New app from DPS encourages people to report suspicious activity

Nearly a month after the fatal shooting at Santa Fe High School, Texas lawmakers are taking steps to make schools safer, but it is not just schools that need to be made safer in Texas.

The Texas Department of Public Safety launched the "iWatchTexas" app last week, which aims to keep the entire state of Texas safe from violence by making it easier to report suspicious activity.

"After a major crime has occurred you have people, a lot of people, come forward with these little things that they saw, but didn't act on because they really either didn't know or thought it was a waste of time," said Sgt. Frederick Biddle of the Texas Department of Public Safety.

Biddle said that submitting reports can be done anonymously and the information will be kept confidential.

"It goes to a crime analyst in Austin and they will act on it," said Biddle.

It only takes five minutes to submit a crime tip through the app and users can simply fill in their information, what happened, where it happened, who was involved and even rate what they saw by the level of suspicion they thought it raised, among other things.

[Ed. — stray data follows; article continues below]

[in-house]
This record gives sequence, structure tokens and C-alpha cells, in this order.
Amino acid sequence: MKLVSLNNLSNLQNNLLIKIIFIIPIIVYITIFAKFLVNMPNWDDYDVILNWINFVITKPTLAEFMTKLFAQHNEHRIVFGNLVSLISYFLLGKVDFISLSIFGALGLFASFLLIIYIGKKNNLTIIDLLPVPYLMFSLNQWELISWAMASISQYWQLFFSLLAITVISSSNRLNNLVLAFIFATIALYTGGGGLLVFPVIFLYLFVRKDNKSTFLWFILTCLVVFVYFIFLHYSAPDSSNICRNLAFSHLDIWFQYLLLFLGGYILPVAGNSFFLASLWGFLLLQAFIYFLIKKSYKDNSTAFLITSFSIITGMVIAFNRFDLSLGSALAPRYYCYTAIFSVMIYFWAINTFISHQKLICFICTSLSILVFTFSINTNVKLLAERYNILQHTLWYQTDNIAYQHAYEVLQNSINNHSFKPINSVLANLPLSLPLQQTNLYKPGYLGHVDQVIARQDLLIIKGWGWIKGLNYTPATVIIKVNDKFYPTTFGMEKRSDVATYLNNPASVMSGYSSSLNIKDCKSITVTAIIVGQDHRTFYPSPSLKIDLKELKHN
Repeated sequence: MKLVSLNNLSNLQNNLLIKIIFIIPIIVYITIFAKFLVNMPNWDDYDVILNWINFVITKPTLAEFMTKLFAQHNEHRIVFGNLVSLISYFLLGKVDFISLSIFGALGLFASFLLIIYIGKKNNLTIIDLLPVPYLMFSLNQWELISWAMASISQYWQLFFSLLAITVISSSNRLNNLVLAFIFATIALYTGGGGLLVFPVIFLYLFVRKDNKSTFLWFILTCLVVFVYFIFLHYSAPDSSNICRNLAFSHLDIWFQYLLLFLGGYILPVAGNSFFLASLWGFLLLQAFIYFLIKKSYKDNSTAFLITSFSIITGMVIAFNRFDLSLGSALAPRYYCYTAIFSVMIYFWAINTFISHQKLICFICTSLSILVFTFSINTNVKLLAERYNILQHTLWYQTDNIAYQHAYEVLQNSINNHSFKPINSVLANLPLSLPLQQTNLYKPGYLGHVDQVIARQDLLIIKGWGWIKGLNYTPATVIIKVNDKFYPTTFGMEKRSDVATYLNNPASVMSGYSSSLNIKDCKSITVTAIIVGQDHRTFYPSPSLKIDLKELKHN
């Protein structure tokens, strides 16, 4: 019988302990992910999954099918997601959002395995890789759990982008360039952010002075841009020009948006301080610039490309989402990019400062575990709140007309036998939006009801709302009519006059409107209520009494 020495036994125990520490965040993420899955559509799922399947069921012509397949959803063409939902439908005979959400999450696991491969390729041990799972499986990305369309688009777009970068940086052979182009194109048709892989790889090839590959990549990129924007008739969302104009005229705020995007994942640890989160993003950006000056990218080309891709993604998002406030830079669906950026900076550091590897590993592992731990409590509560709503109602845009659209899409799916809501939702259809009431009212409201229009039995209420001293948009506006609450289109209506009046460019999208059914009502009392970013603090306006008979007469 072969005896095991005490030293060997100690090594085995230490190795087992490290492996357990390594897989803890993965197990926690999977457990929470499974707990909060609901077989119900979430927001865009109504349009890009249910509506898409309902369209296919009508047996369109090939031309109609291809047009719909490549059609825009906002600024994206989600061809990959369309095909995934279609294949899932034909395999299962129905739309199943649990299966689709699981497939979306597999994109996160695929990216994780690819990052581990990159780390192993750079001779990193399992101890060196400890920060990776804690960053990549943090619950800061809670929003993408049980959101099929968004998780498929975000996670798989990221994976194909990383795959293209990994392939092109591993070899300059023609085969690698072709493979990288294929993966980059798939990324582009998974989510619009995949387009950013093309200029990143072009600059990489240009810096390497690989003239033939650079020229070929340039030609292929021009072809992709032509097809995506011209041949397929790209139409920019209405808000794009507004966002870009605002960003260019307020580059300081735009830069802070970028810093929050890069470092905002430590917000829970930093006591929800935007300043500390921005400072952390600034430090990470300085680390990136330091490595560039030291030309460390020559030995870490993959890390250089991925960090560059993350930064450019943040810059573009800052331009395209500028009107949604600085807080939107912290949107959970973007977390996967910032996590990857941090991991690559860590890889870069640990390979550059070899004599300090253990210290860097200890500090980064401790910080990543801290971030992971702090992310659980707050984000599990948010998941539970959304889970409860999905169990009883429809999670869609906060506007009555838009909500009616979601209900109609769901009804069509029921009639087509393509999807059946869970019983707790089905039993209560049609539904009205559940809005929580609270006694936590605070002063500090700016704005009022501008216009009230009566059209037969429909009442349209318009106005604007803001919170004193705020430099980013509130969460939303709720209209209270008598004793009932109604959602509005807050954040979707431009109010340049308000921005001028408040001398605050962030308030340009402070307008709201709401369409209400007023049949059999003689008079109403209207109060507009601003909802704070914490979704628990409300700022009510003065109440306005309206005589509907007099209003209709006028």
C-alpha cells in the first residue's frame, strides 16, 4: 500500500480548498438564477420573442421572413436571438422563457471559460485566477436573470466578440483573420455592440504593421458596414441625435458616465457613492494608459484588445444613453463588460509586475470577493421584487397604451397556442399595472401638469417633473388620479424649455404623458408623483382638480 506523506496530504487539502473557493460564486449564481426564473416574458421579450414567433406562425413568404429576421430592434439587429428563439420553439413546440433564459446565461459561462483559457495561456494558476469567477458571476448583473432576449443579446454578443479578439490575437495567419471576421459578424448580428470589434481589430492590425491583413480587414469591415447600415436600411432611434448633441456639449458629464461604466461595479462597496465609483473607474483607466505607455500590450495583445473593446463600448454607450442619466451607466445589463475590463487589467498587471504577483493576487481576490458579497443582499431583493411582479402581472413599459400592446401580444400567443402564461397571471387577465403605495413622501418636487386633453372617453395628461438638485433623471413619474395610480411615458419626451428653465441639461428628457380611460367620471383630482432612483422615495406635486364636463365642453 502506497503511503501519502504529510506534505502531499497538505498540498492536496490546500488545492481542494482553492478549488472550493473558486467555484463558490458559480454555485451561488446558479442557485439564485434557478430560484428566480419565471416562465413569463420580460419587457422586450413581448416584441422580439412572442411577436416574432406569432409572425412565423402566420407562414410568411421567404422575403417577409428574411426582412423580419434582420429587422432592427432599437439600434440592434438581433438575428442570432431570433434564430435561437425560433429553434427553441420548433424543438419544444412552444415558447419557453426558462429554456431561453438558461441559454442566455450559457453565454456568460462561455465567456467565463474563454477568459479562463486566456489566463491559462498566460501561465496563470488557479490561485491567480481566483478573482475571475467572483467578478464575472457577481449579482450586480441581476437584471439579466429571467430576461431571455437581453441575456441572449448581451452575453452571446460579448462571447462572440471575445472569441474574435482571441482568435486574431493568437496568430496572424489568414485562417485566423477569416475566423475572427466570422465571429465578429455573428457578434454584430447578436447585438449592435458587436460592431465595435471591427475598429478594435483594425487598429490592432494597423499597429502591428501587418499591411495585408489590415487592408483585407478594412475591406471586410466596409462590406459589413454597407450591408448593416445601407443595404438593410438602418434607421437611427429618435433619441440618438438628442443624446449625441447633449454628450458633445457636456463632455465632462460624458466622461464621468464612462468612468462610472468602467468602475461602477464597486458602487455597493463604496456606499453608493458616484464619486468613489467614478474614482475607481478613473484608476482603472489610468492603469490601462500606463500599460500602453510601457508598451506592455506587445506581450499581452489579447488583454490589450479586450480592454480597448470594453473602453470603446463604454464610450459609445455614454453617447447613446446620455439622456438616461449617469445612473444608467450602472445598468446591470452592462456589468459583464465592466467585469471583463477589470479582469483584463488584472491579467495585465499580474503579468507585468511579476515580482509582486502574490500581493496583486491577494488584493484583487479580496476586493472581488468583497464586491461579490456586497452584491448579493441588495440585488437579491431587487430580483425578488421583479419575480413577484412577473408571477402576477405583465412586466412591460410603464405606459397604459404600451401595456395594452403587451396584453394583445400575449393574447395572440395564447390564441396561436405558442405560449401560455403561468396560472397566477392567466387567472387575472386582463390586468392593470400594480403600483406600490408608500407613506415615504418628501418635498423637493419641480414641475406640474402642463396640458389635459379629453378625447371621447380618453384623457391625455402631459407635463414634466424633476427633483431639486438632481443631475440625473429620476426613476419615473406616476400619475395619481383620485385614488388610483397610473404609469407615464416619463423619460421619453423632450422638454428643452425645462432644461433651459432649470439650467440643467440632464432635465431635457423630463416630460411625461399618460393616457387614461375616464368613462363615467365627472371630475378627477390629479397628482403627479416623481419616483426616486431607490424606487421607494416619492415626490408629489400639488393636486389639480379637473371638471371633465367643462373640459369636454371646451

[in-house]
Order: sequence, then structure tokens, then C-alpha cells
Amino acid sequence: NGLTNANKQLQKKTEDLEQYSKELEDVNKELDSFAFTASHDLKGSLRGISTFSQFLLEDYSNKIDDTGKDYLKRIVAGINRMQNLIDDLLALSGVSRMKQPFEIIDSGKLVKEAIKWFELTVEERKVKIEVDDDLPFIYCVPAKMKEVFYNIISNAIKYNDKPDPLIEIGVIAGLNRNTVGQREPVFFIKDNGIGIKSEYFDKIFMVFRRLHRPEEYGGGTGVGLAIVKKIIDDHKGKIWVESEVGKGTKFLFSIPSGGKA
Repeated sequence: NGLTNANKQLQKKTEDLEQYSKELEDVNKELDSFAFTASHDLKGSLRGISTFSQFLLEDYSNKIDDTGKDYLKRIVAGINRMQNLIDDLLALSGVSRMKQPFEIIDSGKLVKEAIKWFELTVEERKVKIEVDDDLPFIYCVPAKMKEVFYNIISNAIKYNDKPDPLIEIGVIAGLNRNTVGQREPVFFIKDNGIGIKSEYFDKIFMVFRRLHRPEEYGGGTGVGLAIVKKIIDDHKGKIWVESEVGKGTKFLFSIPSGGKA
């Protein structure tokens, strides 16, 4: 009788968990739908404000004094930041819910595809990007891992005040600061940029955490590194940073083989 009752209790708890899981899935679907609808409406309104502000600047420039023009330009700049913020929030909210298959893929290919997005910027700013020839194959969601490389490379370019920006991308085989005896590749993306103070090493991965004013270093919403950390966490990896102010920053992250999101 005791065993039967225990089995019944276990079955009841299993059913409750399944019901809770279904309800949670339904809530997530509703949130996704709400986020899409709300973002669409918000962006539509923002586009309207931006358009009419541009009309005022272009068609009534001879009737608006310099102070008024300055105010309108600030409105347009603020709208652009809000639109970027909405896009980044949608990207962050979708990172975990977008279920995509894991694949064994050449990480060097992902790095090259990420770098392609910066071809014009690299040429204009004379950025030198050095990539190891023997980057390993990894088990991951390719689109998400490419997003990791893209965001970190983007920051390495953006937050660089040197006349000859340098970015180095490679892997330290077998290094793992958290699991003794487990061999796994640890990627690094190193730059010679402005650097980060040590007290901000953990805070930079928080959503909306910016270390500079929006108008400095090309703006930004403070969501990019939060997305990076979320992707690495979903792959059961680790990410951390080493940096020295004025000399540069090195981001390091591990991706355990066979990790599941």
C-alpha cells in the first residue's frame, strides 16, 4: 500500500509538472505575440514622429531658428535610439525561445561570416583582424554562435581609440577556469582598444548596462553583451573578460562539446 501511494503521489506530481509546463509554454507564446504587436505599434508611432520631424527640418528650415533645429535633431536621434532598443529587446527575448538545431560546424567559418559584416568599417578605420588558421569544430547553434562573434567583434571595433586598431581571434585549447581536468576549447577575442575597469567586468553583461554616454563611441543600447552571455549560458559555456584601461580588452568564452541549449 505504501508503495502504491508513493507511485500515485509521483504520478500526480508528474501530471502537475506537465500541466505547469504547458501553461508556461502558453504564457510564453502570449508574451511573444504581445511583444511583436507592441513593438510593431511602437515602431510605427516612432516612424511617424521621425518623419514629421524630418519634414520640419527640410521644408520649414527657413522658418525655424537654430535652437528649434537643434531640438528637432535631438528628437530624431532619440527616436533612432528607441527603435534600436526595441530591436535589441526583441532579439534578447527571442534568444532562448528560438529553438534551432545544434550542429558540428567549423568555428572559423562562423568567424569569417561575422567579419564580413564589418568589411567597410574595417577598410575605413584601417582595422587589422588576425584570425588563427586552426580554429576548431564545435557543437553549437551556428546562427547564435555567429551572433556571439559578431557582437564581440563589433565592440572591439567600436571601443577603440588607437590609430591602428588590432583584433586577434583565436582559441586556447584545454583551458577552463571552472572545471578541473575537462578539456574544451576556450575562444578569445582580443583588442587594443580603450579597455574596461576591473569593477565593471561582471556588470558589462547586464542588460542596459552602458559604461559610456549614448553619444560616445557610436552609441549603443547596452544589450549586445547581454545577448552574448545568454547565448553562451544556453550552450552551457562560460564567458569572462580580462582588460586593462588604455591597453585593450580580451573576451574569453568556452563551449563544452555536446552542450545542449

DPS lists the following behaviors or activities as things that people should report through the app:

- Comments made regarding killing or harming someone.

- Strangers asking questions about building security features and procedures.

- Briefcase, suitcase, backpack or package is left behind.

- Cars or trucks are left in no-parking zones at important buildings.

- Chemical smells or fumes that are unusual for the location.

- People requesting sensitive information, such as blueprints, security plans or VIP travel schedules, without any indication of why they need to know that kind of sensitive information.

- Purchasing supplies that could be used to make bombs or weapons, or purchasing uniforms without having the proper credentials.

- Taking photographs or videos of security features, such as cameras or checkpoints.

"If it looks suspicious to you, it probably is. Trust your instincts on this. It's better to report it and find nothing than to not report it and have a disaster," said Biddle.

The app is free to download on any smart phone device and even people that do not have any kind of a smart device can still submit tips about potential suspicious activity at

The app is not meant for emergencies and anybody that is experiencing an emergency is still advised to call 911.

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